|five major fields of knowledge|
The major topics of study in the ancient Indian Buddhist monasteries: (1) art and craftsmanship, (2) medicine, (3) languages and grammar, (4) logic, and (5) inner or exceptional self-knowledge
|Tib: rig-gnas lnga|
A set of five mental factors that prevent the attainment of the three higher trainings, in ethical self-discipline, absorbed concentration, and discriminating awareness. According to Nagarjuna's Letter to a Friend, (1) flightiness of mind and regret, (2) foggy-mindedness, (3) indecisive wavering, (4) intentions toward sensory objects, and (5) malice. According to the Kalachakra Tantra, (1) regret, (2) foggy-mindedness, (3) sleepiness, (4) flightiness of mind, and (5) indecisive wavering. Also called: five obstacles.
|Tib: sgrib-pa lnga|
See: five obscurations
|five types of deep awareness|
Five types of principal awareness that all beings have as an aspect of Buddha-nature. The five are (1) mirror-like, (2) equalizing, (3) individualizing, and (4) accomplishing deep awareness, and (5) deep awareness of reality. Some translators render this term as "five Buddha-wisdoms." Compare: "deep awareness" (1).
|Tib: ye-shes lnga|
One's Dharma practice is flat when it is going nowhere, when it is not taking one anywhere. There is nothing lively in it anymore. "Flat" is usually used for sparkling water (soda water) or beer, when there are no more bubbles.
|fleeting stain||Tib: glo-bur-gyi dri-ma|
|flesh eye, extrasensory|
See: flightiness of mind
|flightiness of mind|
The mental factor with which the mind wanders to an object of attraction, due to desire for it or attachment, and which faults the mental abiding of mindfulness's mental hold on an object of focus. Sometimes translated as "mental agitation."
|focal condition||Tib: dmigs-rkyen|
An external object on which a cognition focuses and which serves as the focal condition of the cognition. Focal objects exist prior to the cognitions of them and have their own continuums different from those of the cognitions of them.
|focal support||Tib: dmigs-gtad|
See: sharp focus
The subsidiary awareness (mental factor) of a heavy feeling of body and mind that makes the mind unclear, unserviceable, and incapable either of giving rise to a cognitive appearance of its object or of apprehending the object correctly.
See: karmic force
Using extremely strong actions or methods, such as yelling at someone or hitting someone, in order to make the person stop doing something harmful. Forceful methods are used only when all other methods to make the person stop have failed or are impossible in the situation. Some translators render the term as "wrathful," but this has an inappropriate connotation, since "wrathful," in English, is used for the Old Testament God, who, when people disobey Him, gets angry and punishes them.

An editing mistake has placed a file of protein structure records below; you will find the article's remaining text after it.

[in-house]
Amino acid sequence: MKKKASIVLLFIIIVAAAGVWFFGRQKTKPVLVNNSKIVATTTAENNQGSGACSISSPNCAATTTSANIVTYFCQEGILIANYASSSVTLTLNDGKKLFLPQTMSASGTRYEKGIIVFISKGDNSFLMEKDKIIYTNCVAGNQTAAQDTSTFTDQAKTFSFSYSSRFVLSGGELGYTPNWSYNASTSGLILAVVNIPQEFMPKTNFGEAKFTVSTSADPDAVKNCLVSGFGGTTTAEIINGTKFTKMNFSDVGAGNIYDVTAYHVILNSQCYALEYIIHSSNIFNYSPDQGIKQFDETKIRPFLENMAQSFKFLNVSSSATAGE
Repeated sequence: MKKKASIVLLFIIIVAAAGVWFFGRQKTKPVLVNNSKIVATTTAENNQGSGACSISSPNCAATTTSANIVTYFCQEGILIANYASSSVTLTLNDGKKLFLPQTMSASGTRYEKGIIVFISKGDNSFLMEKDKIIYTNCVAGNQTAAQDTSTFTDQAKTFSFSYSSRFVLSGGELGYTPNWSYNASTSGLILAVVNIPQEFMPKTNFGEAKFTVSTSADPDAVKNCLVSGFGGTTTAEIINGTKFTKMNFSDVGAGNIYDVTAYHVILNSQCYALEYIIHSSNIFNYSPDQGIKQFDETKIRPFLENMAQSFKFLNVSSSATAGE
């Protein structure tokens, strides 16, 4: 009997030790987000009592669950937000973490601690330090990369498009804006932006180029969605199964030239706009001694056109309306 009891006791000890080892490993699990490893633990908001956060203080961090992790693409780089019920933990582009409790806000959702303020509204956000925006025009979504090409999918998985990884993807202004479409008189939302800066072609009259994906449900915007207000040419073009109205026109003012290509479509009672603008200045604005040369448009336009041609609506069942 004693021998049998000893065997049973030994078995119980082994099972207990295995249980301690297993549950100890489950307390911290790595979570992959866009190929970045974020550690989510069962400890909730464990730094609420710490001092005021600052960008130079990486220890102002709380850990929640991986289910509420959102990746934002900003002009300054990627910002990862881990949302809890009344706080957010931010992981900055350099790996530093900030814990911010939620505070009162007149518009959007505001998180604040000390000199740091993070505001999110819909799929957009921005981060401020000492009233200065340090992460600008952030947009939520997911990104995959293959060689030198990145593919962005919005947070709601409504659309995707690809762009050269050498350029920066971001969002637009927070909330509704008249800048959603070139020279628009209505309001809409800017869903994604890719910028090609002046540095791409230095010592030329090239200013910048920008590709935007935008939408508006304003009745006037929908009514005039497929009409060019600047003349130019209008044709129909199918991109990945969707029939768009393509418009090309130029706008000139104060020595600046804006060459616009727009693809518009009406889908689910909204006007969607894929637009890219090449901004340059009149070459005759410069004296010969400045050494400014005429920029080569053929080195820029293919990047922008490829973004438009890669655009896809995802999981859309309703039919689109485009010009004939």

An emanation of a Buddha in a form of great strength, usually surrounded by flames representing deep awareness, and terrifying, so as to chase away disturbing emotions, interferences, and other harm. Often translated by others as "wrathful deity," although there is no connotation here of "wrath" as in "the wrath of God." Although the Sanskrit and Tibetan terms, here, mean literally "angry," this does not refer to anger as a disturbing emotion, but rather to the strong force of anger to get rid of something detrimental to spiritual well-being and progress.
|forms of physical phenomena|
Nonstatic phenomena that can either (1) transform into another form of physical phenomenon when two or more of them come into contact with each other, such as water and earth which can transform into mud, or (2) be known as what they are by analyzing their directional parts, such as the sight of a vase seen in a dream. Forms of physical phenomena include the nonstatic phenomena of forms and eye sensors, sounds and ear sensors, smells and nose sensors, tastes and tongue sensors, phyiscal sensations and body sensors, and forms of physical phenomena included only among cognitive stimulators that are all phenomena. Equivalent to the aggregate of forms of physical phenomena.
|forms of physical phenomena, totally imaginary|
|forms of physical phenomena arising from gaining control over the elements|
Forms of physical phenomena included only among the cognitive stimulators that are all phenomena and which are actually emanated by the power of absorbed concentration.
|Tib: dbang-'byor-pa'i gzugs|
|forms of physical phenomena existing in actual situations|
Forms of physical phenomena included only among the cognitive stimulators that are all phenomena and which are spaces that are in between objects and either too large or too small to be seen, such as the space in between astronomical bodies or in between atoms.
|Tib: mngon-par skabs yod-pa'i gzugs|
|forms of physical phenomena having the functional nature of mind|